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Tax exemptions can cost towns

Gillette Stadium in Foxborough is tax-exempt. John Tlumacki/Globe Staff/File 2014/Globe Staff

On paper, the valuation and percentage of tax-exempt property in some Greater Boston communities could make taxpayers wonder if everyone is paying their fair share.

In Chelsea, 30 percent of the property is tax-exempt; in Foxborough, 23 percent is not subject to tax; and in Lincoln, the figure is 18 percent.

From bridges to parks to Gillette Stadium in Foxborough, state law allows a patchwork of diverse interests to avoid paying property taxes. Exemptions are given on property owned by the state, federal government, cities and towns, and registered nonprofits, which range from hospitals and universities to soup kitchens and houses of worship.


While some state agencies voluntarily pay host cities annual fees for the tax-exempt land and some nonprofits willingly enter into cash agreements with municipalities — known as payment in lieu of taxes — leaders of cash-strapped communities are increasingly asking tax-exempts for funds.

In Chelsea, the Tobin Bridge is valued at $520 million by the city, amounting to more than half of the city’s $1 billion in tax-exempt property. MassHighway, which owns the bridge, pays Chelsea $600,000 annually as a host fee.

While old-timers complained bitterly when the bridge opened in 1950 — dividing the city’s neighborhoods — most have come to accept it. Chelsea Treasurer Bob Boulrice said that without the bridge, the city’s tax-exempt valuation ranking — sixth in the state — would probably go unnoticed.

“The numbers are skewed because of the bridge,” he said.

Policy decisions by some communities, such as Lincoln, have led to the town’s large cache of tax-exempt places. Lincoln, which ranks 32d in tax-exempt valuations in the state, has made a deliberate effort to purchase conservation land. The town now owns 1,522 acres of open space, complementing the nonprofit Lincoln Land Conservation Trust’s 517 acres and the federally owned Minute Man National Historic Park’s 330 acres.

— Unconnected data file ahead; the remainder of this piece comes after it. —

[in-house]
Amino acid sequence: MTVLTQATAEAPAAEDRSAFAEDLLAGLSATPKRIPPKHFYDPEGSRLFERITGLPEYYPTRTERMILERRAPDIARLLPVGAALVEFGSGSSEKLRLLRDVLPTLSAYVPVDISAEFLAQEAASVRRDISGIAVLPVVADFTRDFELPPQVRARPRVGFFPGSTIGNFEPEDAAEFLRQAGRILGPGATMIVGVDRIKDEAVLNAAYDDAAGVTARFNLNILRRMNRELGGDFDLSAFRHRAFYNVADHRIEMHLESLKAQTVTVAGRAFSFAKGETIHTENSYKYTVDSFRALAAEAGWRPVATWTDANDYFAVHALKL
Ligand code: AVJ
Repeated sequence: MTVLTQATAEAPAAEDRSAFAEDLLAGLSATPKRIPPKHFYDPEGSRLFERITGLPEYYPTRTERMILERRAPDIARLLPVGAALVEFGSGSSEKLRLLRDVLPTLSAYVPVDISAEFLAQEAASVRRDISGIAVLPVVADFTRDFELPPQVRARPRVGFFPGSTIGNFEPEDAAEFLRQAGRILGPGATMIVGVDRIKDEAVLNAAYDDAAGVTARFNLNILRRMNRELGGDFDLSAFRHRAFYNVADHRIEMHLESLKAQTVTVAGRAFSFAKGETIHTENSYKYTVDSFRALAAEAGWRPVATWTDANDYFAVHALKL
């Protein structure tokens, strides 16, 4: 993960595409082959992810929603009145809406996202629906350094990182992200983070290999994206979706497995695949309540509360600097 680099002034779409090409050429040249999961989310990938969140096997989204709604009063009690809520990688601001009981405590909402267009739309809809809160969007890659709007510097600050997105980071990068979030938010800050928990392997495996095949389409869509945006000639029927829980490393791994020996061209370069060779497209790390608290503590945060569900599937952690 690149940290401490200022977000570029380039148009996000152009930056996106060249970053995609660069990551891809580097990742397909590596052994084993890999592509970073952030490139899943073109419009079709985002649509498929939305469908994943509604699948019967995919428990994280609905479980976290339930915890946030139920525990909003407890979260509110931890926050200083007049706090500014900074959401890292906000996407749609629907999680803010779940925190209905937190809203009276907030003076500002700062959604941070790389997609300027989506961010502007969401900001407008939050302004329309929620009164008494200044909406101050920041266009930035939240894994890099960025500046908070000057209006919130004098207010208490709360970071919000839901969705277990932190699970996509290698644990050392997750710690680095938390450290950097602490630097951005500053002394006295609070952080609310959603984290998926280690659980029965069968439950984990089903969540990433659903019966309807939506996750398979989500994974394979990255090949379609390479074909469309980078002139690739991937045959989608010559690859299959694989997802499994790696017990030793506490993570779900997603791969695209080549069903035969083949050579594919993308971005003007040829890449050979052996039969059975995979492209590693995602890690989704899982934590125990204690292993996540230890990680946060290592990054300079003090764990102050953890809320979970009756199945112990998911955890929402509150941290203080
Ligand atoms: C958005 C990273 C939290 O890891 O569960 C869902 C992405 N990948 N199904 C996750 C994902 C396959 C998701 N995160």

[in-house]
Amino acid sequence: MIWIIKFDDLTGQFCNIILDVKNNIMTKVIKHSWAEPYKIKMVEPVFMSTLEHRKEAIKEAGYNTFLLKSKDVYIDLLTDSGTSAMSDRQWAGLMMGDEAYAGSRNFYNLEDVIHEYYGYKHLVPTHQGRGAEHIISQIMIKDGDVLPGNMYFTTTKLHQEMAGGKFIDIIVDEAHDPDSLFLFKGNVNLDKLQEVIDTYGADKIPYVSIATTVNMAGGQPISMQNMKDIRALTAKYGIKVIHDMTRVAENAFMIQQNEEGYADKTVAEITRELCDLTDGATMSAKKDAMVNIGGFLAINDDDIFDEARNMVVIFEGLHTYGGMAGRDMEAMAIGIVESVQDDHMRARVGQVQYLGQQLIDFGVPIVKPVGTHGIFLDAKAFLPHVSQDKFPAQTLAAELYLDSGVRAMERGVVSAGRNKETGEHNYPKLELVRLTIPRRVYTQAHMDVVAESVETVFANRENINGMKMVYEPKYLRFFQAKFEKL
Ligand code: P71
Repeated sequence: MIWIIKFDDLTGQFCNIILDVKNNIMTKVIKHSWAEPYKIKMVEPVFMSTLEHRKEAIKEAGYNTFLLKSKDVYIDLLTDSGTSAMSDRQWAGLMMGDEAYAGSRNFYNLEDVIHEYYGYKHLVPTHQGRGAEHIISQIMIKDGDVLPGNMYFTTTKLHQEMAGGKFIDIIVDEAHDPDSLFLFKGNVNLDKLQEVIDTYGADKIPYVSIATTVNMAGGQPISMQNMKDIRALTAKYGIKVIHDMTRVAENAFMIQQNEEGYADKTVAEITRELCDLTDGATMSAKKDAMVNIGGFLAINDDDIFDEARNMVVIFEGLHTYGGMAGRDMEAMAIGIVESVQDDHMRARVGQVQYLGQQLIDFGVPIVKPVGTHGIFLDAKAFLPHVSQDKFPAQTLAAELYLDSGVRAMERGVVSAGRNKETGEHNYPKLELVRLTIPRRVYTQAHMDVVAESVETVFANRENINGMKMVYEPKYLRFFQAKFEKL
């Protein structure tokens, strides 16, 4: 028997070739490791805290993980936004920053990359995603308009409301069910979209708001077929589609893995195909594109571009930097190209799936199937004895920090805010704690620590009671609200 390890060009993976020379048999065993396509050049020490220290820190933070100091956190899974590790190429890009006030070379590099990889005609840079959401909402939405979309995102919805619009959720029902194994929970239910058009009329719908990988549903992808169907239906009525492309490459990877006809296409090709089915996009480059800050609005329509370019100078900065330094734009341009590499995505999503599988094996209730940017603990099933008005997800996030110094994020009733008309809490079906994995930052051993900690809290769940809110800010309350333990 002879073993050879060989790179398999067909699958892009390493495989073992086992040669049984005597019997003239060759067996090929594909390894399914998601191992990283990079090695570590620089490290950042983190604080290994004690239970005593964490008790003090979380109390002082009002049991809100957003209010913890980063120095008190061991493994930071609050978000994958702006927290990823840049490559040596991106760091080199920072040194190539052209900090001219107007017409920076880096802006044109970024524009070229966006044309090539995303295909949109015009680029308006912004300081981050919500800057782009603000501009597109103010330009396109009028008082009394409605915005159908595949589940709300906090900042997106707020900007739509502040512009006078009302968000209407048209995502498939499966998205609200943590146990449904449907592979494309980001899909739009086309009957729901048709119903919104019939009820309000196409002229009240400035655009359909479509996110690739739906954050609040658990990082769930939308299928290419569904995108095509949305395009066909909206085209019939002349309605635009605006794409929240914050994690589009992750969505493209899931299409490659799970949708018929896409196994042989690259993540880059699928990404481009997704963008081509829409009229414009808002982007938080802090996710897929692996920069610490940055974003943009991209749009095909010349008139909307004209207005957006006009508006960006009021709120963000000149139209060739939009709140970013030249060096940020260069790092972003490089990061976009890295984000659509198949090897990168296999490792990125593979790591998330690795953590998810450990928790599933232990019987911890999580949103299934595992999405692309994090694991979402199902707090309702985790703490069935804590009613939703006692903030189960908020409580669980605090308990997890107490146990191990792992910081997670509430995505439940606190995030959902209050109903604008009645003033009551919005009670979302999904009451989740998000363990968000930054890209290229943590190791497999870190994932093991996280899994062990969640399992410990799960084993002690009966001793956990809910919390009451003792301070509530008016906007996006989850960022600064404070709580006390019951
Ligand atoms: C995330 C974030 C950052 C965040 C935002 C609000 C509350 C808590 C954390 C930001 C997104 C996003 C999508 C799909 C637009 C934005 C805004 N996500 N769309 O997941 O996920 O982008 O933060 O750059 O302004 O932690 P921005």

“This preserves the character of the town and limits development, especially in environmentally sensitive areas,” said Ellen Meadors, a member of the Board of Assessors and the Lincoln Land Conservation Trust. Meadors and other leaders of the town of about 6,300 residents believe that controlling the conservation land — as opposed to allowing new housing to be built — is more cost-effective and boosts property values. In Lincoln, the average single-family home is assessed at $1.01 million.

“If you develop that land, the cost of services — police, fire, and schools — would be very high compared with the cost of services for conservation land, which is very, very low,” Meadors said.

The Hartwell Tavern in Lincoln is another tax-exempt property. Joanne Rathe/Globe Staff

Foxborough ranks 15th in tax-exempt property values in the state, but that number is misleading, said Randy Scollins, the town’s finance director. On the books, tax exempts account for $763.4 million, but $470 million of that is one property: the 24-acre footprint of Gillette Stadium.

The town owns the land under the stadium complex — which also includes the ticket office, the Patriots Hall of Fame, the Pro Shop, and administrative offices associated with the Kraft family’s sports and entertaining holdings.

Under the tax agreement with the Krafts, owners of the Patriots, for every NFL game ticket sold, the town receives $1.47. For other events — such as New England Revolution soccer games and concerts, Foxborough receives $2.55 a ticket. Last year, the town received $2.8 million from the Krafts.


All of the stadium parking lots are owned by private companies and are taxed at commercial rates.